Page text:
The trick about putting pajamas under the pillow wouldn't work at our house. My children usually eat breakfast in their pj's because I would rather have them dribble milk or cereal on them, than on their school clothes. But since they all prefer to sleep in oversize T-shirts and we have hundreds, this is not a problem.

And to answer the obvious question: Yes, we have occasionally lost an item or two due to a too-hot dryer, improper sorting, mildew, etc. But I consider it a VERY small price to pay for spreading out the work load and building responsibility in the children.

Return to the top of this page



Every Dirty Has Its Day
From: Betsy

I have 4 boys & 4 girls. Wednesday is Boys' Day and Thursday is Girls' Day.  On their day they bring in their laundry and sort it, and they fold and put away. On these days I have one load of whites, two of play clothes, and two of jeans.

I also have a Towels Day, Sheets & PJ's Day, and Dress Clothes Day. This way I am not going about through the house collecting clothes and sorting every day.

Return to the top of this page



Whose Socks Are These??
From: Paula H

With a laundry marker, put one dot on all of your oldest child's clothes, to identify what belongs to whom. I'd suggest marking all similar items at the same place; e.g. put one dot above the center toe on each sock. Mark your second child's clothes with two dots, and so forth down the line. That way, when your oldest outgrows his jeans, simply add a second dot, and they are marked for little brother. If you have a large family, you may want to use dots for the boys and dashes for the girls, so your ninth child doesn't start to think that polka dots are in fashion.

Return to the top of this page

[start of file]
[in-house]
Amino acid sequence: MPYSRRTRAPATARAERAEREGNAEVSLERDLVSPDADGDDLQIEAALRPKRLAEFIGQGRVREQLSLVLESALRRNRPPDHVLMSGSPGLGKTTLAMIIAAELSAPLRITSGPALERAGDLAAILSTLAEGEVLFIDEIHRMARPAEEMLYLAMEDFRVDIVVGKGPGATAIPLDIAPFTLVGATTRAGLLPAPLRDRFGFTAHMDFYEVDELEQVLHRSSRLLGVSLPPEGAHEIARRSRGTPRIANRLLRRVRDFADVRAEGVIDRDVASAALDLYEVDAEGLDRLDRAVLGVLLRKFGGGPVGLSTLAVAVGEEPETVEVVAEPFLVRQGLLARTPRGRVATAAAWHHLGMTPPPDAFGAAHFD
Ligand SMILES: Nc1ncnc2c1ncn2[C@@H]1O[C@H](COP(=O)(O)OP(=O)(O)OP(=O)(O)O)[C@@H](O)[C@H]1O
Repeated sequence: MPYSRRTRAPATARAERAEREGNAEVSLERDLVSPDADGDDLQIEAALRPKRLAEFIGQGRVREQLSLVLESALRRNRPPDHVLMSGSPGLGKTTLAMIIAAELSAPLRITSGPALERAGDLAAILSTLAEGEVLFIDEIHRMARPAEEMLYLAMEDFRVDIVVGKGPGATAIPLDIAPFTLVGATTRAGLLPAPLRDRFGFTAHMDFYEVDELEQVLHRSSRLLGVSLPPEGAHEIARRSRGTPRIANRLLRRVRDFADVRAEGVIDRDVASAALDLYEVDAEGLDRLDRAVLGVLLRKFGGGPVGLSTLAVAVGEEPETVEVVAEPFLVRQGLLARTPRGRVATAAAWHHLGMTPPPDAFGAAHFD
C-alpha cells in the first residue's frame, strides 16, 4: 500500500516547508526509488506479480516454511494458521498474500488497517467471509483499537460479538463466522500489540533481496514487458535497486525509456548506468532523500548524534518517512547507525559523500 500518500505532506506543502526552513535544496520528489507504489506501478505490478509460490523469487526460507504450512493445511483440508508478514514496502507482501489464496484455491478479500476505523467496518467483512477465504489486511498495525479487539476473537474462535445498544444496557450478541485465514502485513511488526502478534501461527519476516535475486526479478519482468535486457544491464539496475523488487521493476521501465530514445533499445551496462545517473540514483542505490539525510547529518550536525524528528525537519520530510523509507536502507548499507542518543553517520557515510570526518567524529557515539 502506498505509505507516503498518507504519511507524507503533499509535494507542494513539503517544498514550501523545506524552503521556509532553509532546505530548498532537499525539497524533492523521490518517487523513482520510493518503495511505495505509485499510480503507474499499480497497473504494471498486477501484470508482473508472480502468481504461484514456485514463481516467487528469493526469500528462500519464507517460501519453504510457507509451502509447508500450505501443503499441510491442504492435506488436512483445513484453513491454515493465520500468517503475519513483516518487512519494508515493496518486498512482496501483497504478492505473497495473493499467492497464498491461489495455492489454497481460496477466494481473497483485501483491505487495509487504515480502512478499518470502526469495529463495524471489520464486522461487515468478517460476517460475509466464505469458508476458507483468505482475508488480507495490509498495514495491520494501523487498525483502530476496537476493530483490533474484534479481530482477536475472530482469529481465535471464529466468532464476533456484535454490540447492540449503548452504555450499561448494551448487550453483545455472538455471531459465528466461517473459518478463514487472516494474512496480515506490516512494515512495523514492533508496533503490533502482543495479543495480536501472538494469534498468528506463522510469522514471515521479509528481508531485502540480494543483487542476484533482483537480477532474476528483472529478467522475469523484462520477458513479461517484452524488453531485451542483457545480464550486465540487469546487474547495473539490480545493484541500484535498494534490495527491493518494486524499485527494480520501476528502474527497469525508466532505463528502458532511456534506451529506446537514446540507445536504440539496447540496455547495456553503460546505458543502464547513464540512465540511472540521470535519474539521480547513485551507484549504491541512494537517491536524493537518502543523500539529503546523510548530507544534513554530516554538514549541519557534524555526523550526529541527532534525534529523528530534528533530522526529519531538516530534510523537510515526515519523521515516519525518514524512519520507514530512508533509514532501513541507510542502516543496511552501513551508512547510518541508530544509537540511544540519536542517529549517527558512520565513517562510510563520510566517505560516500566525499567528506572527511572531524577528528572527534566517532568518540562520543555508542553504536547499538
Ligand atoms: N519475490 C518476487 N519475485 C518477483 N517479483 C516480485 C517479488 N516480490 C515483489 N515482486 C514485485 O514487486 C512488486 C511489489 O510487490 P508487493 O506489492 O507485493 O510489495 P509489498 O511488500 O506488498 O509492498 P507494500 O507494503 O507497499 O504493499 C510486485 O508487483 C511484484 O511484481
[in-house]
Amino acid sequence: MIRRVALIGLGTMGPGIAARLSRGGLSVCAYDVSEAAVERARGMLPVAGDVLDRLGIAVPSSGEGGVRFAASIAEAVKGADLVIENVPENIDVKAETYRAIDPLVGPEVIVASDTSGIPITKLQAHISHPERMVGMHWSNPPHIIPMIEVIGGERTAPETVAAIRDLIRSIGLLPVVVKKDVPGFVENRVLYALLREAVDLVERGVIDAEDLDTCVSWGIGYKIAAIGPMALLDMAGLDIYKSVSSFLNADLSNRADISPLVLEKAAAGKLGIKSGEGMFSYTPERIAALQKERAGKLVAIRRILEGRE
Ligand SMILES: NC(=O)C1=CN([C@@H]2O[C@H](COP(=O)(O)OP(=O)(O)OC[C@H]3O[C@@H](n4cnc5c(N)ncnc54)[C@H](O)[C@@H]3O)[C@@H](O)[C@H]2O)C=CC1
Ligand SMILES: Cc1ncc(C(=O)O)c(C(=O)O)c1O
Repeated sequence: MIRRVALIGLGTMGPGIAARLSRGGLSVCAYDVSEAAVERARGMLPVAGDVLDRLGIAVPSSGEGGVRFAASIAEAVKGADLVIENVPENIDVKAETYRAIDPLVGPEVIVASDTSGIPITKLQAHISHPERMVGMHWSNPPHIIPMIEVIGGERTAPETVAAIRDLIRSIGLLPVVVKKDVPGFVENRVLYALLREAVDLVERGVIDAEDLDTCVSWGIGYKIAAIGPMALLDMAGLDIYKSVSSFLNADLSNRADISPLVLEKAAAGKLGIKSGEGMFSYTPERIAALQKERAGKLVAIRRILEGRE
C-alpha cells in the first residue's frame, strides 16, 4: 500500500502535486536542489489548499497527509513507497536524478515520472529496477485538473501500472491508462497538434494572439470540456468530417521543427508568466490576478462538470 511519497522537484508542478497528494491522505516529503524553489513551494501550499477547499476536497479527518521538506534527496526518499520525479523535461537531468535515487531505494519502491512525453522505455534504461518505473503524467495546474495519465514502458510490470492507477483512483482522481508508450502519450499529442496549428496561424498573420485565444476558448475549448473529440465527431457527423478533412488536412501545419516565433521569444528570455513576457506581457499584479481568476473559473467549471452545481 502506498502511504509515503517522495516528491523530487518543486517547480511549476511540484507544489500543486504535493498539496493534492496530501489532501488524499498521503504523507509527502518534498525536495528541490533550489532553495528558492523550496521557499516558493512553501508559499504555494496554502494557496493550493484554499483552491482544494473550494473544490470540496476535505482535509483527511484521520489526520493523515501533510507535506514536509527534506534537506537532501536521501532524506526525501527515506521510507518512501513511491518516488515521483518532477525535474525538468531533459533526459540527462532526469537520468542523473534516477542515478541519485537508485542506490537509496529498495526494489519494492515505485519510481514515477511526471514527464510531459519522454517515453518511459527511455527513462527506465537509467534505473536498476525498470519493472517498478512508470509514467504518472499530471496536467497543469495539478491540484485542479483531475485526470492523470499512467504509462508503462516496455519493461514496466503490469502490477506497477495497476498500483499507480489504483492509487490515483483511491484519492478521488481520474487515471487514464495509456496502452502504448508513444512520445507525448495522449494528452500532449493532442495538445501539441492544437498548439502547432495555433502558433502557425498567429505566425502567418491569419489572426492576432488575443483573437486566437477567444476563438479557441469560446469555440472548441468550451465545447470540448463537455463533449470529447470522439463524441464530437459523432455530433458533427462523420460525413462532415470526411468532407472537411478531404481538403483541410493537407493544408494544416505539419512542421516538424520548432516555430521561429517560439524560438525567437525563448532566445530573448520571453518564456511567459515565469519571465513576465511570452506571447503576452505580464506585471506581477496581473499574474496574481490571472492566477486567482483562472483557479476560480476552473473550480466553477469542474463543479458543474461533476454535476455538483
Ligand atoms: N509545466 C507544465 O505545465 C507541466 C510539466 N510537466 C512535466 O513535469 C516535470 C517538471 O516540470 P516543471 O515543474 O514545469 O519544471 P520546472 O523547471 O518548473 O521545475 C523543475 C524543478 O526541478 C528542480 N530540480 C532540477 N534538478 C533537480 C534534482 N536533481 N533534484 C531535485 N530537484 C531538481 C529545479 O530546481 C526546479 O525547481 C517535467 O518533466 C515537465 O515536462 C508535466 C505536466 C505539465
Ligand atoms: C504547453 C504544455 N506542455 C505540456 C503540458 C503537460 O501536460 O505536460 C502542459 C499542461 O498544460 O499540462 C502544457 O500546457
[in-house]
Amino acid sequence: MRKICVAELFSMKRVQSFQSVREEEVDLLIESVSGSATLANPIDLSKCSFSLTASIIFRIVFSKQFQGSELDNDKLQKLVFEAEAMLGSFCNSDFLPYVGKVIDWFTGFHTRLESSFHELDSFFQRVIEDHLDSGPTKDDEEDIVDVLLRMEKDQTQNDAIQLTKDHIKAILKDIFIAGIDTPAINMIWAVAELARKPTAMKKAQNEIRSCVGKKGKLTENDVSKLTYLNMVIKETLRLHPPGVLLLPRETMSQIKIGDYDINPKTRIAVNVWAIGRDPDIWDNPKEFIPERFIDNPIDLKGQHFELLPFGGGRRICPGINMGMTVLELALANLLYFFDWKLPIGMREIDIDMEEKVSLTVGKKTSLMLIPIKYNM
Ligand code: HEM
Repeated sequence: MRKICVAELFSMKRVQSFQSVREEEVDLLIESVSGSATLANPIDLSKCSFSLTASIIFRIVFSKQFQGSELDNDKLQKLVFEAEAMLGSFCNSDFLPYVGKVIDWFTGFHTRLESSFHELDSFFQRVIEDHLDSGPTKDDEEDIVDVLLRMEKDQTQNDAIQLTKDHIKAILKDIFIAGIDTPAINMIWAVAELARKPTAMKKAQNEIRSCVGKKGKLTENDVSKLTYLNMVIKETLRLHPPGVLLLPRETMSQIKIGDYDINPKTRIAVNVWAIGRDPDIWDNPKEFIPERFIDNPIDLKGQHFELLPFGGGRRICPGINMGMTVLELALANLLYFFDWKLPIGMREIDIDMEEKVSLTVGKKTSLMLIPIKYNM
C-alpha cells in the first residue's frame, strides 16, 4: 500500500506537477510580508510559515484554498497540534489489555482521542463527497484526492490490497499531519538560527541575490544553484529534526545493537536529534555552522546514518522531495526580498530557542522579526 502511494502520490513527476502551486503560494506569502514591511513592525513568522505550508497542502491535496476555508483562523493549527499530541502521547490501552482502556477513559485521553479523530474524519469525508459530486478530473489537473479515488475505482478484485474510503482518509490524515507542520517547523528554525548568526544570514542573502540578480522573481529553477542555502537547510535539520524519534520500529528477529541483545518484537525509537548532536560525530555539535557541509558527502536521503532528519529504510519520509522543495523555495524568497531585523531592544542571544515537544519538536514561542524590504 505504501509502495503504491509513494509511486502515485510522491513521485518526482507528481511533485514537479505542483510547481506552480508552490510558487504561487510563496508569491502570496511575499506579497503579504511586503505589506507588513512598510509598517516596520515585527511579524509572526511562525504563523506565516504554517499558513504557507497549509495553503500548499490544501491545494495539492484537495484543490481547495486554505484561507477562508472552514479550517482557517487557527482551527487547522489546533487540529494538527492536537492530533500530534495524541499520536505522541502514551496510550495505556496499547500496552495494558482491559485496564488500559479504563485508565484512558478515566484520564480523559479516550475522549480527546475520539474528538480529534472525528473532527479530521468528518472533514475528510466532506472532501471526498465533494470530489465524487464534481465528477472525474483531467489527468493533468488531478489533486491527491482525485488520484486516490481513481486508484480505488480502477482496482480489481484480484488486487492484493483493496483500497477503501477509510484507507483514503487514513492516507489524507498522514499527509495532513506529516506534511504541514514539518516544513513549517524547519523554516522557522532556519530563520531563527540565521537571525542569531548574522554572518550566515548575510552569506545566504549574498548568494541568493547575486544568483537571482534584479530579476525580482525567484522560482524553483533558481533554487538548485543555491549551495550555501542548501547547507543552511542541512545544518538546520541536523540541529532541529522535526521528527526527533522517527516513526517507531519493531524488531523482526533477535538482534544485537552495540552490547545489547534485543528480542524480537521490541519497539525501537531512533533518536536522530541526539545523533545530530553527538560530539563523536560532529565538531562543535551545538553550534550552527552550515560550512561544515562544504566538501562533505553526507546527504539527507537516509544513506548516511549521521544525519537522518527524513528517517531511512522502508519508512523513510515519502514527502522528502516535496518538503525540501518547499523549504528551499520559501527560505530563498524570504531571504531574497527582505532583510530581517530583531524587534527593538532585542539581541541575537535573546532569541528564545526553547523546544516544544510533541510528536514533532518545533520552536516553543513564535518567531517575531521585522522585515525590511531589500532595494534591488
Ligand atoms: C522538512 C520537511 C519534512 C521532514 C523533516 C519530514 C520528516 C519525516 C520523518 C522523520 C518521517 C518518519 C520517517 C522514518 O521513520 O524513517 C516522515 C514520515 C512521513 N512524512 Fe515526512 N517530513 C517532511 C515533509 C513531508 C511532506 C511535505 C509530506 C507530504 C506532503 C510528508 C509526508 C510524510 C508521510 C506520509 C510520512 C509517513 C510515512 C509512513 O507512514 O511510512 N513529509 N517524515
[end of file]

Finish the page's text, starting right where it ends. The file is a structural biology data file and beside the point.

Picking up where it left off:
Fold & Told
From: Edie

I once heard a suggestion to read aloud to your children while they fold clothes.  I have been doing this for about a month now and it works!!!!!  If I am too tired and need my nap, they set the timer for 30 minutes and listen to a story tape while they fold.

Return to the top of this page



Detergent Savings
From: Paula H

You probably know that the detergent measuring cup is too big. There's a dim, hard-to-read line for how much you need for a normal load. The cup holds about three times that amount. The more people who don't notice that line, the more people use too much, and the more detergent they sell.

You know that. But do you always follow it? Does everyone who does laundry in your house follow it? Or do they just fill the cup in a hurry? I cut the cup at the "normal load" line, so it can only hold that amount. Now I just fill this reduced-capacity cup, and no one in my family mistakenly wastes detergent. When I open a new box, I discard the cup in there and use my modified cup instead.

Return to the top of this page



Clutter-Free House for $5 a Week
From: Tiffany, Cheryl & Tulsa World

We started with a clean house. I posted everyone's name on the refrigerator. Now when anyone finds something that someone else left out they put a tally mark by that person's name. If I leave an item out and my ds puts it away, I get a mark by my name. The person who gets the fewest marks wins $5.

So far it is working great! My dc are putting their own things away and their siblings' things! And mine too sometimes! I figure even if I don't win the $5, I do win a clutter free house!

Return to the top of this page



Check Laundry Systems Analysis on OrganizedHome.Com, for a thorough approach to managing laundry.
Home Page
If you have any ideas to share, e-mail me, Paula H